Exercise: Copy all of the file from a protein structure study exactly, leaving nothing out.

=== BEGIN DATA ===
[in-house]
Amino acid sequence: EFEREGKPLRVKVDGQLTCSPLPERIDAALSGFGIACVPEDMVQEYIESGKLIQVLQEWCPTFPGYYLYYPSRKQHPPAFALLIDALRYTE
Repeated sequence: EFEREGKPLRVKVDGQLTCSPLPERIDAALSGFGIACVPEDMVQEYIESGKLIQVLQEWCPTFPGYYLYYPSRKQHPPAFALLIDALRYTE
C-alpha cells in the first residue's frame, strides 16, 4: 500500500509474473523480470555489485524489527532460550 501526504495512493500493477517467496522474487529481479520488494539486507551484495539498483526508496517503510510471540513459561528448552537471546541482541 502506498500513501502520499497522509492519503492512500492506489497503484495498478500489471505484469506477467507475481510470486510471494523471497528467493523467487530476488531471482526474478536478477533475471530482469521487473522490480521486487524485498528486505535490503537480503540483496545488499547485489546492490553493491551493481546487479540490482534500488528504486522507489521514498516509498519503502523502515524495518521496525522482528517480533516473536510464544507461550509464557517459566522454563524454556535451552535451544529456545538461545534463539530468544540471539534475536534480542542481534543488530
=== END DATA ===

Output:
[in-house]
Amino acid sequence: EFEREGKPLRVKVDGQLTCSPLPERIDAALSGFGIACVPEDMVQEYIESGKLIQVLQEWCPTFPGYYLYYPSRKQHPPAFALLIDALRYTE
Repeated sequence: EFEREGKPLRVKVDGQLTCSPLPERIDAALSGFGIACVPEDMVQEYIESGKLIQVLQEWCPTFPGYYLYYPSRKQHPPAFALLIDALRYTE
C-alpha cells in the first residue's frame, strides 16, 4: 500500500509474473523480470555489485524489527532460550 501526504495512493500493477517467496522474487529481479520488494539486507551484495539498483526508496517503510510471540513459561528448552537471546541482541 502506498500513501502520499497522509492519503492512500492506489497503484495498478500489471505484469506477467507475481510470486510471494523471497528467493523467487530476488531471482526474478536478477533475471530482469521487473522490480521486487524485498528486505535490503537480503540483496545488499547485489546492490553493491551493481546487479540490482534500488528504486522507489521514498516509498519503502523502515524495518521496525522482528517480533516473536510464544507461550509464557517459566522454563524454556535451552535451544529456545538461545534463539530468544540471539534475536534480542542481534543488530